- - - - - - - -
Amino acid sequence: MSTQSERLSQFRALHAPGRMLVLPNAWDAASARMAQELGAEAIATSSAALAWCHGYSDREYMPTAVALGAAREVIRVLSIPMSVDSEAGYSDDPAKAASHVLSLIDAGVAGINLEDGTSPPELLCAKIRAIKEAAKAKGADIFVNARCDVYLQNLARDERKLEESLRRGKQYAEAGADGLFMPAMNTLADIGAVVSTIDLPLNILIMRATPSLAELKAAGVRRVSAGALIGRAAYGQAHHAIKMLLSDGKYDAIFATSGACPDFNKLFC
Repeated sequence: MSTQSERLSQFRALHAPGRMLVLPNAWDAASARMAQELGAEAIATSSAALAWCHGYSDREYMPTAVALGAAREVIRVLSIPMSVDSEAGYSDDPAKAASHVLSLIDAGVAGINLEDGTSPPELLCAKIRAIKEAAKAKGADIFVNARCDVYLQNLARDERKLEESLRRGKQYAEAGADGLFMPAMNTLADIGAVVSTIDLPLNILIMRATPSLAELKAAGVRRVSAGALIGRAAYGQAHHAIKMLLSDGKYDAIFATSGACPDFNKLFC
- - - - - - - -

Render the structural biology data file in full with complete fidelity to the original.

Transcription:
Amino acid sequence: MSTQSERLSQFRALHAPGRMLVLPNAWDAASARMAQELGAEAIATSSAALAWCHGYSDREYMPTAVALGAAREVIRVLSIPMSVDSEAGYSDDPAKAASHVLSLIDAGVAGINLEDGTSPPELLCAKIRAIKEAAKAKGADIFVNARCDVYLQNLARDERKLEESLRRGKQYAEAGADGLFMPAMNTLADIGAVVSTIDLPLNILIMRATPSLAELKAAGVRRVSAGALIGRAAYGQAHHAIKMLLSDGKYDAIFATSGACPDFNKLFC
Repeated sequence: MSTQSERLSQFRALHAPGRMLVLPNAWDAASARMAQELGAEAIATSSAALAWCHGYSDREYMPTAVALGAAREVIRVLSIPMSVDSEAGYSDDPAKAASHVLSLIDAGVAGINLEDGTSPPELLCAKIRAIKEAAKAKGADIFVNARCDVYLQNLARDERKLEESLRRGKQYAEAGADGLFMPAMNTLADIGAVVSTIDLPLNILIMRATPSLAELKAAGVRRVSAGALIGRAAYGQAHHAIKMLLSDGKYDAIFATSGACPDFNKLFC